Become the Prince of your campus
Trill or Not Trill? It was a sad day for the world of music losing the phenomenal musician, singer/songwriter, colorful and talented Prince. We could find his influence in almost any current day artist in how they perform, sing, dress and play guitar. He influenced musicians such as Michael Jackson, Beyonce, Madonna, Justin Timberlake and hundreds more. Any time Prince stepped into a room you know it was going to be a party. He never fell short of brilliance with his dance moves or guitar solos. We may know someone like this in our work place, res halls or campuses.I am going to offer 4 steps on how you can become the Prince of your campus:

  1. Create your signature style:

If you are not familiar with Prince music (shame on you), you would at least recognize him from his unique and flamboyant outfits and presentation. From specially tailored purple suits to one piece yellow jumpsuits to personally-made high heeled shoes. For the most provocative outfit please see 1991 MTV Video Music Awards which I don’t recommend looking up at work. You knew if Prince was in the building you were going to have a visual experience, to say the least. As a student leader, you want to establish your own signature. If you are a musician, play at every show on campus. If you have a skill, embrace it and become the person people come to for that reason. Despite the criticism you may receive it is important that you stay consistent. Do what is important to you. After some time people will notice that it is not a gimmick and that you are for real.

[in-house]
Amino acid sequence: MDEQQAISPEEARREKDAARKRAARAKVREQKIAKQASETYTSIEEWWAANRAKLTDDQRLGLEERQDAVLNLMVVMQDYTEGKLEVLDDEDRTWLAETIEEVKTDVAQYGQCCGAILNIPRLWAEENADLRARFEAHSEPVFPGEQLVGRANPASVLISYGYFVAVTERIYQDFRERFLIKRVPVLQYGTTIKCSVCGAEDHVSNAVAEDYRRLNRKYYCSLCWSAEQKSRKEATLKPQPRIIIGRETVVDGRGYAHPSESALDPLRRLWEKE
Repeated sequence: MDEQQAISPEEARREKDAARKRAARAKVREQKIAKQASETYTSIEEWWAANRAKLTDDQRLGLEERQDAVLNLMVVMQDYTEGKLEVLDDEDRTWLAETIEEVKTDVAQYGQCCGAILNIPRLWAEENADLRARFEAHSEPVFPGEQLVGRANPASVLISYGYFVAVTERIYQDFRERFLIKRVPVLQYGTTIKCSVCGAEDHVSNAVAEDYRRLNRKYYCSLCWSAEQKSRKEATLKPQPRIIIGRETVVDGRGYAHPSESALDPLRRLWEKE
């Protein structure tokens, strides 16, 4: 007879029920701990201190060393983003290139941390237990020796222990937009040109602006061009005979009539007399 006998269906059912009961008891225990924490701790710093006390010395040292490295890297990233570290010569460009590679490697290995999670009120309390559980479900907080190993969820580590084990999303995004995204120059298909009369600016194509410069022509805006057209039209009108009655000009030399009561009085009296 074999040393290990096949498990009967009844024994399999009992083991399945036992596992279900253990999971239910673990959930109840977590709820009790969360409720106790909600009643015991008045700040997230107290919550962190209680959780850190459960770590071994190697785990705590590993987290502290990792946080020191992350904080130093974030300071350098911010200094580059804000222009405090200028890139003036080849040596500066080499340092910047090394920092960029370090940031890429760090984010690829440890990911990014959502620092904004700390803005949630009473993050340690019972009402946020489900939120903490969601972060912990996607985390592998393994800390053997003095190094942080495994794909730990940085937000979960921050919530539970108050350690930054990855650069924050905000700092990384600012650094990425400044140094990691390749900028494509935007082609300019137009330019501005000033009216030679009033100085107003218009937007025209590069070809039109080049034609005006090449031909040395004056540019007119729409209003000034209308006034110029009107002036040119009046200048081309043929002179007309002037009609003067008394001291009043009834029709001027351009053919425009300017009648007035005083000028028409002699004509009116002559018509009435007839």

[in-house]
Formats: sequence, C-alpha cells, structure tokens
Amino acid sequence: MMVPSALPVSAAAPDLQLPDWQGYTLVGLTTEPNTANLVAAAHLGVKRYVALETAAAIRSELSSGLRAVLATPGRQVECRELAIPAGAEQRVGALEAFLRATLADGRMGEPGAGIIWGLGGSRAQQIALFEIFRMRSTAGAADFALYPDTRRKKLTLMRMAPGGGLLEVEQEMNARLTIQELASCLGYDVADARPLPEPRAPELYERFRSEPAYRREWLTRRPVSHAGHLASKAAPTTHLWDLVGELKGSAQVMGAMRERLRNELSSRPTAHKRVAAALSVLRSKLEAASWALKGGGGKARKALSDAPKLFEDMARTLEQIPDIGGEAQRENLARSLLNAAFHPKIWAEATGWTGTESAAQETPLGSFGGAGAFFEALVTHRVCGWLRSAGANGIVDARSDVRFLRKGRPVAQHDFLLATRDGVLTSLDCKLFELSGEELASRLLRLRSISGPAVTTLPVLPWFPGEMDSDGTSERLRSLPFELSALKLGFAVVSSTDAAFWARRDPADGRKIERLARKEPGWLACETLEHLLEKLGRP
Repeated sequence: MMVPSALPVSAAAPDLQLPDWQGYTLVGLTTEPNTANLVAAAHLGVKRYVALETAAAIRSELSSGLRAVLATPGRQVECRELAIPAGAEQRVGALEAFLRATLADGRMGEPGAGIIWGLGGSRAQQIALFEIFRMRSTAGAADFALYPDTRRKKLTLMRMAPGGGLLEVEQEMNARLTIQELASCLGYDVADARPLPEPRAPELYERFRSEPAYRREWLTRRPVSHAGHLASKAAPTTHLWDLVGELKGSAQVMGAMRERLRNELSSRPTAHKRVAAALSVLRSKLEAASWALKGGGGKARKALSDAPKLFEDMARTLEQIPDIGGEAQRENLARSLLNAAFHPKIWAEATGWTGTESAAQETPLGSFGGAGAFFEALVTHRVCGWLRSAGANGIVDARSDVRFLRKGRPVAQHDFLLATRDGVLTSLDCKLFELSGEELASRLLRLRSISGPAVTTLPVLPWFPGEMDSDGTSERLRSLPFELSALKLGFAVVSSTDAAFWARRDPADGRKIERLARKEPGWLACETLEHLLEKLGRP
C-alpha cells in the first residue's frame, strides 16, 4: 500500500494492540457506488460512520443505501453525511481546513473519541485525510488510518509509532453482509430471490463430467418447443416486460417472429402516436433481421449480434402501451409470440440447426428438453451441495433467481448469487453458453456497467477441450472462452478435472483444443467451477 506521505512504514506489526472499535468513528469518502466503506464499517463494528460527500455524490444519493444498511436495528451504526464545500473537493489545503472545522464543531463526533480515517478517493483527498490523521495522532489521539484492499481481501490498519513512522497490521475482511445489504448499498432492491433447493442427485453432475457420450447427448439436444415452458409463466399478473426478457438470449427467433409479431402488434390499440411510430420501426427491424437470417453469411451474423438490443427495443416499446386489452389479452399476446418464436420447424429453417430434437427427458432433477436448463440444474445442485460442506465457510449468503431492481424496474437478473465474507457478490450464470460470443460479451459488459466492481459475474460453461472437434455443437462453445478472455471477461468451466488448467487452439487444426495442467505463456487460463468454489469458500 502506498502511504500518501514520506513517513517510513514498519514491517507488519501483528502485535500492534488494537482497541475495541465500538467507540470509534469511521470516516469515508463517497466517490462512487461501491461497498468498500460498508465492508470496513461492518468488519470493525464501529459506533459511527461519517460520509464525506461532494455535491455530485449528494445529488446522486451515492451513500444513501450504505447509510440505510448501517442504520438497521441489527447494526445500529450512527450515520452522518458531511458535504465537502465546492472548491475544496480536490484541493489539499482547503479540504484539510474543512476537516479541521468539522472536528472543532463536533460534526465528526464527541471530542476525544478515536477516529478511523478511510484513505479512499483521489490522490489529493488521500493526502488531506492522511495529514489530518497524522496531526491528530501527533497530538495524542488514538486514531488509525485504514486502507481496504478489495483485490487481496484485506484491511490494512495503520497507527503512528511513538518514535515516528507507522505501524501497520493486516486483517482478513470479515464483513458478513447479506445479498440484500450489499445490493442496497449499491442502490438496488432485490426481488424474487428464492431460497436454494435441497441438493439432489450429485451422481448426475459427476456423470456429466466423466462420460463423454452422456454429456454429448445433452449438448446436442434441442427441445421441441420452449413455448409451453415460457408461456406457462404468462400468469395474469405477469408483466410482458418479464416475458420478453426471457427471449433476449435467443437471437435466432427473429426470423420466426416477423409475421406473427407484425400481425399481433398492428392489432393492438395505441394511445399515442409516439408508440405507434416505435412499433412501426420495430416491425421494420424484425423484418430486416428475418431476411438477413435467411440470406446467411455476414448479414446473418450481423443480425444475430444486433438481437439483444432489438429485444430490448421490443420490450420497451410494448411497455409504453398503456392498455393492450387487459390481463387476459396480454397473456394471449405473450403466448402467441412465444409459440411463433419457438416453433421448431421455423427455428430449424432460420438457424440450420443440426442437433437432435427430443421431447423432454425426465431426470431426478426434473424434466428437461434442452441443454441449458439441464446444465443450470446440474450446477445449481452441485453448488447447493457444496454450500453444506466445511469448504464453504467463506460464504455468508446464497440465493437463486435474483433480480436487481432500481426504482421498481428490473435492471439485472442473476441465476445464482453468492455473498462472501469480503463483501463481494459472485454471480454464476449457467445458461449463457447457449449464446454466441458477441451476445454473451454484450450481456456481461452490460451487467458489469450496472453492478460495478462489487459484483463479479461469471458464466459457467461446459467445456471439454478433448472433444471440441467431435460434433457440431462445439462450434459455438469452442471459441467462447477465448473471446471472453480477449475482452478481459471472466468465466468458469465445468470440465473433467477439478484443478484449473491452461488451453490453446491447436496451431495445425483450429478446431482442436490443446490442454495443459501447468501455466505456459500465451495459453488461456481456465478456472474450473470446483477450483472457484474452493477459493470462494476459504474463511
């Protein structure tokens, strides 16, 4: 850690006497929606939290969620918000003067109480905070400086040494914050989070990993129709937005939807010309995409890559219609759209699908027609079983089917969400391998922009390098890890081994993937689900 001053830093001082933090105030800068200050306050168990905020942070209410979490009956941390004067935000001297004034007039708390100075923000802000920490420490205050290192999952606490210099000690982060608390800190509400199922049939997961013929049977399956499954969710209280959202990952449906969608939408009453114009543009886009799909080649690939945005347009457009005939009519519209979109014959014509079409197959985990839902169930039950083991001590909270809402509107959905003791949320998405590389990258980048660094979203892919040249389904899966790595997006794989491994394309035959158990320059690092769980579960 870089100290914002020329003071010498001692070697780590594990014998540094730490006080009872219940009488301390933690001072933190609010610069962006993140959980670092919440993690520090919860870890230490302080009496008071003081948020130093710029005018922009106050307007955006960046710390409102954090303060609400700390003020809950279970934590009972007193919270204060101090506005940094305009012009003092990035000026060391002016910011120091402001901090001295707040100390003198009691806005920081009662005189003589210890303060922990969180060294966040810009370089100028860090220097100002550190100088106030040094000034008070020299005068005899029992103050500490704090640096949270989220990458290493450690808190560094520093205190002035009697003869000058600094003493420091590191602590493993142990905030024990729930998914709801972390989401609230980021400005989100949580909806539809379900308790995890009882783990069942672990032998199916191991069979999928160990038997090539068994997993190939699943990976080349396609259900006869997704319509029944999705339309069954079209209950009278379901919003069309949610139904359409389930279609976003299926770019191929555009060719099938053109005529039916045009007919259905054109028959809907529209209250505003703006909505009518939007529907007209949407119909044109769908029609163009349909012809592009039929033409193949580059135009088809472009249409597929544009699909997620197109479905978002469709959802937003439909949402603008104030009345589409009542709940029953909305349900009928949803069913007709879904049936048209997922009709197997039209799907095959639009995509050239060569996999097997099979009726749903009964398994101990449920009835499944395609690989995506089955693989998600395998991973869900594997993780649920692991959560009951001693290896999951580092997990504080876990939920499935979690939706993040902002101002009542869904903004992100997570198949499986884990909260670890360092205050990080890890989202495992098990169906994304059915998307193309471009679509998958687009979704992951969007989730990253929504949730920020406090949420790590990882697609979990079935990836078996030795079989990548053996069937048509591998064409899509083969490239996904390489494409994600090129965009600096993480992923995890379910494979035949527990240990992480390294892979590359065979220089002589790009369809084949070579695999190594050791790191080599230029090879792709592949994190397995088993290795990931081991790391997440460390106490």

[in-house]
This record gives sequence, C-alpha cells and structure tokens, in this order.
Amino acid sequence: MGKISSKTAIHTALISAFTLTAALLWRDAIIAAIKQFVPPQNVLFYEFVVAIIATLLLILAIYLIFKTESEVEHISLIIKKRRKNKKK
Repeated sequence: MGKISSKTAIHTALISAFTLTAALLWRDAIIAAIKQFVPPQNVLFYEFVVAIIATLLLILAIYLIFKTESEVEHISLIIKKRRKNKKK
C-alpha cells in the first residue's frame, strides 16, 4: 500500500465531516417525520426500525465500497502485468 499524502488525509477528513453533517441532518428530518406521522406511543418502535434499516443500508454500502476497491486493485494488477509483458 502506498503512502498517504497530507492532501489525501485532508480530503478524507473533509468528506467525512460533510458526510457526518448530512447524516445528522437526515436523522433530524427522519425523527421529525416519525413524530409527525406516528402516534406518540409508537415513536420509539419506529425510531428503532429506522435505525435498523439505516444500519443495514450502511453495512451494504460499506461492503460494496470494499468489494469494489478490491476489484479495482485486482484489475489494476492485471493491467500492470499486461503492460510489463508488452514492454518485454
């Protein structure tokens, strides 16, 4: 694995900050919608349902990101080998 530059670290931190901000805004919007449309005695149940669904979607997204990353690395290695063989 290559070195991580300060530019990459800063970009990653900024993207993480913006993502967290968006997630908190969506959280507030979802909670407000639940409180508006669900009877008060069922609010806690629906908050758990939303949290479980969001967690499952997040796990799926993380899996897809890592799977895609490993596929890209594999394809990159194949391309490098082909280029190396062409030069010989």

1.    The Use of Profanity

Throughout his career Prince was criticized for his provocative music that featured inappropriate and sexually explicit lyrics. With songs like “Pussy Control” and “Sexy Motherfucker”, to name a few, he was not afraid to talk about

 topics that people were not comfortable with. Of course, Prince never apologized for his art, however in 2014 he opted to stop cursing in his music. His main reason was because he felt that he needed to “treat all people, like royalty.” As a graduate assistant in student activities and student advisor I have often walked by groups of students and hear F-bombs and N-words being dropped so casually. Using this language publicly in student leadership is weak and lazy. Get creative with h

Take the adversity and turn it into greatness
ow you use words to emphasize important concepts. Cursing will not attract the right people and you have the set the example despite how difficult it may be. If Prince could do it, trust me, you can too.

One of my favorite Prince performances was in Superbowl XLI when he had performed in the pouring rain in front of millions of people. Some performers would be nervous knowing they would have to dance on a slippery stage, play guitar while singing . Being the entertainer he is, when being asked whether he would be fine to perform in the rain he replied “Can you make it rain harder?” He went on to put the greatest performance in Superbowl history as he sang Purple Rain soaking wet. It was the perfect and most epic show. If you have ever had to put together a presentation for class or an event for the campus you know that things will go wrong no matter how many times you go through your repertoire. Be like Prince and embrace the conditions in which you are given and be great. If you are speaking and the mic goes out, put it aside and continue on. If the projector doesn’t work be ready to improvise. Trust yourself and be prepared.

  1. Team up with the best

Prince was known for creating his own music and doing mostly solo albums but when he did collaborate he did so by featuring the best artists of the time. He worked with artists like Lenny Kravitz, Amy Whinehouse, Mary J Blig

e and James Brown. Truth is, he didn’t need them for his success but he understood that it would bring the music to another level. Even if you have put in the hard work to great epic and legacious (a word I made up that means being worthy of a legacy) programs or clubs, think about elevating it by collaborating with other greats. We see this all the time in the corporate world with companies like Nike, Apple and Samsung. Imagine the type of work that can be created if departments, clubs, businesses and people worked harmoniously. Don’t forget you have something just as much as they do.




Antonio Talamo, M.A.,  is student affairs professional at Hudson Community College